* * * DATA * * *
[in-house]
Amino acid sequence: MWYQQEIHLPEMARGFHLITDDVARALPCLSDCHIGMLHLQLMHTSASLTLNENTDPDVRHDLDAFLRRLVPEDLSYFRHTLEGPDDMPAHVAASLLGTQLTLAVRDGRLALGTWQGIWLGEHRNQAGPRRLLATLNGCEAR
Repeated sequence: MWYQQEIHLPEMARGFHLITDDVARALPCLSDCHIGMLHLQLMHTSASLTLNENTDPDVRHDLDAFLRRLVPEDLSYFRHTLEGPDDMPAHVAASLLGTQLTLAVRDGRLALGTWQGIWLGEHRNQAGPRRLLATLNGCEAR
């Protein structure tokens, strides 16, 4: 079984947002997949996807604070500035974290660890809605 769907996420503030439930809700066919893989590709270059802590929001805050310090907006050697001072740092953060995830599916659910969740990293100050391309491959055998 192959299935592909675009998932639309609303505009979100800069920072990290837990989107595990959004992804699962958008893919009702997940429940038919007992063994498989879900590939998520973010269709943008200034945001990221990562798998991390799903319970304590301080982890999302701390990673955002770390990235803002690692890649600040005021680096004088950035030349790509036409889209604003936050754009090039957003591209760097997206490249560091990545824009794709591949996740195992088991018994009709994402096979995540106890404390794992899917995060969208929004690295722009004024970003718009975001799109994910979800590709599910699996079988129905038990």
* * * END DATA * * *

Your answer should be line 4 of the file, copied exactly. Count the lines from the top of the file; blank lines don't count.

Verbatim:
């Protein structure tokens, strides 16, 4: 079984947002997949996807604070500035974290660890809605 769907996420503030439930809700066919893989590709270059802590929001805050310090907006050697001072740092953060995830599916659910969740990293100050391309491959055998 192959299935592909675009998932639309609303505009979100800069920072990290837990989107595990959004992804699962958008893919009702997940429940038919007992063994498989879900590939998520973010269709943008200034945001990221990562798998991390799903319970304590301080982890999302701390990673955002770390990235803002690692890649600040005021680096004088950035030349790509036409889209604003936050754009090039957003591209760097997206490249560091990545824009794709591949996740195992088991018994009709994402096979995540106890404390794992899917995060969208929004690295722009004024970003718009975001799109994910979800590709599910699996079988129905038990």